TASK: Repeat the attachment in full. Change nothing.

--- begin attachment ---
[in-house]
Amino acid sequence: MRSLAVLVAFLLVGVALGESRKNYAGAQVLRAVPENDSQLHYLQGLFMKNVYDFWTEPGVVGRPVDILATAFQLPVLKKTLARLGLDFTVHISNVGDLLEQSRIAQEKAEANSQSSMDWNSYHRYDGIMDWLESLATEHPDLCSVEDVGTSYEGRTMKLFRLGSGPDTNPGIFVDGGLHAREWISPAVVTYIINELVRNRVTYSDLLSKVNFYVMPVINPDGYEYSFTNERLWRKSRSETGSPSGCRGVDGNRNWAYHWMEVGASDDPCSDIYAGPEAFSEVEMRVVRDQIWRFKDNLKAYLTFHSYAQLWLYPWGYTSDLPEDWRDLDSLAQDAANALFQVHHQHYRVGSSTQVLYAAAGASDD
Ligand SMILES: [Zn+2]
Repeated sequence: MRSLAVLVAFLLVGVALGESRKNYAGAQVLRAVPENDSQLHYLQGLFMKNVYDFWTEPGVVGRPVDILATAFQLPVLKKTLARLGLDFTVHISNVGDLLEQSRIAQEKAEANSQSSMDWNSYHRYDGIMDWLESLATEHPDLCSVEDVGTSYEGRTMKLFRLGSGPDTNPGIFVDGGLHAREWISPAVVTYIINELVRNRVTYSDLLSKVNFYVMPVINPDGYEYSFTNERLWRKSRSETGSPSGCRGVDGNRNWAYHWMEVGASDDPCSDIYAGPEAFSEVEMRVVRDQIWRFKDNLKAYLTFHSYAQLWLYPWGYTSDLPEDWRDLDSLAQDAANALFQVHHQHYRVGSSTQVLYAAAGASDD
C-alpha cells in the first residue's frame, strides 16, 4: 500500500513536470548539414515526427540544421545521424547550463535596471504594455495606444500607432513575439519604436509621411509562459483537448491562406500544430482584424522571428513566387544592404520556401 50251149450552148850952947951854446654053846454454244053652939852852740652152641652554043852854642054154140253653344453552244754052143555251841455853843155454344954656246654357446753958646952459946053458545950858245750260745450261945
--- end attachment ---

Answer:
[in-house]
Amino acid sequence: MRSLAVLVAFLLVGVALGESRKNYAGAQVLRAVPENDSQLHYLQGLFMKNVYDFWTEPGVVGRPVDILATAFQLPVLKKTLARLGLDFTVHISNVGDLLEQSRIAQEKAEANSQSSMDWNSYHRYDGIMDWLESLATEHPDLCSVEDVGTSYEGRTMKLFRLGSGPDTNPGIFVDGGLHAREWISPAVVTYIINELVRNRVTYSDLLSKVNFYVMPVINPDGYEYSFTNERLWRKSRSETGSPSGCRGVDGNRNWAYHWMEVGASDDPCSDIYAGPEAFSEVEMRVVRDQIWRFKDNLKAYLTFHSYAQLWLYPWGYTSDLPEDWRDLDSLAQDAANALFQVHHQHYRVGSSTQVLYAAAGASDD
Ligand SMILES: [Zn+2]
Repeated sequence: MRSLAVLVAFLLVGVALGESRKNYAGAQVLRAVPENDSQLHYLQGLFMKNVYDFWTEPGVVGRPVDILATAFQLPVLKKTLARLGLDFTVHISNVGDLLEQSRIAQEKAEANSQSSMDWNSYHRYDGIMDWLESLATEHPDLCSVEDVGTSYEGRTMKLFRLGSGPDTNPGIFVDGGLHAREWISPAVVTYIINELVRNRVTYSDLLSKVNFYVMPVINPDGYEYSFTNERLWRKSRSETGSPSGCRGVDGNRNWAYHWMEVGASDDPCSDIYAGPEAFSEVEMRVVRDQIWRFKDNLKAYLTFHSYAQLWLYPWGYTSDLPEDWRDLDSLAQDAANALFQVHHQHYRVGSSTQVLYAAAGASDD
C-alpha cells in the first residue's frame, strides 16, 4: 500500500513536470548539414515526427540544421545521424547550463535596471504594455495606444500607432513575439519604436509621411509562459483537448491562406500544430482584424522571428513566387544592404520556401 50251149450552148850952947951854446654053846454454244053652939852852740652152641652554043852854642054154140253653344453552244754052143555251841455853843155454344954656246654357446753958646952459946053458545950858245750260745450261945